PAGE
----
We had been planning this issue’s cover story, “When It All Goes
Wrong” (page 14), for months, yet as we go to press, it could
hardly seem more timely. Hurricane Katrina and its horrible
aftermath underscores the importance of the story’s message:
Planning for the things that can go wrong in a client’s trip is a
crucial function of today’s agent.
It’s a simple fact that the more an agent watches out for his or
her client, the better the client feels about the service provided.
If something serious should happen during a trip, the agent who is
prepared and assists the client will have a loyal customer and, in
all likelihood, a friend for life. The agent that drops the ball in
a crisis will likely lose the client and everyone that client
knows, and may even face legal action. The stakes couldn’t be
As events continue to unfold in New Orleans and elsewhere in the
region, TravelAge West will do its best to keep you up to date.
(See page 50 for a special report on the disaster, and currently on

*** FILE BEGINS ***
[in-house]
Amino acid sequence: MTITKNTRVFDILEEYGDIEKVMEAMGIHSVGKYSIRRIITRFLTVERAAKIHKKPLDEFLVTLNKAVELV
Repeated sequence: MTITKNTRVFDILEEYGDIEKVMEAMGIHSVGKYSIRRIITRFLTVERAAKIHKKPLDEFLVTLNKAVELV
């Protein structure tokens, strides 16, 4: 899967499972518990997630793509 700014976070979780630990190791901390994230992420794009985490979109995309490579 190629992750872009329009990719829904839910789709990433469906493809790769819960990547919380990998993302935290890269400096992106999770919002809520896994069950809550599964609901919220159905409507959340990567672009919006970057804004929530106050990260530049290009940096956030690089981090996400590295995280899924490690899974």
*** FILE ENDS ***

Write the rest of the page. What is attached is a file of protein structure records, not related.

TravelAgeWest.com we are featuring an online resource guide.)
Also, I thought I would share with you an e-mail sent to the
Society of American Travel Writers by Laura Claverie, who works in
media relations for the New Orleans Tourism Marketing Corporation.
Like many publications, we’ve had the pleasure of working with
Claverie over the years as we put together our stories.
“The last 10 days have changed me forever,” she writes. “We’re
pretty sure our home survived&.Most important: our family not
only survived, but grew closer each day&.My family and all of
our friends will move back to the city as soon as we can, and we
will rebuild the place. The French Quarter, Central Business
District, Garden District and Uptown survived&.We’ll clean up,
fix up and do the place proud.”
Claverie’s determination represents the best of New Orleans, and
as the waters recede and the rebuilding begins, I am confident that
this great city’s character will shine again before too long.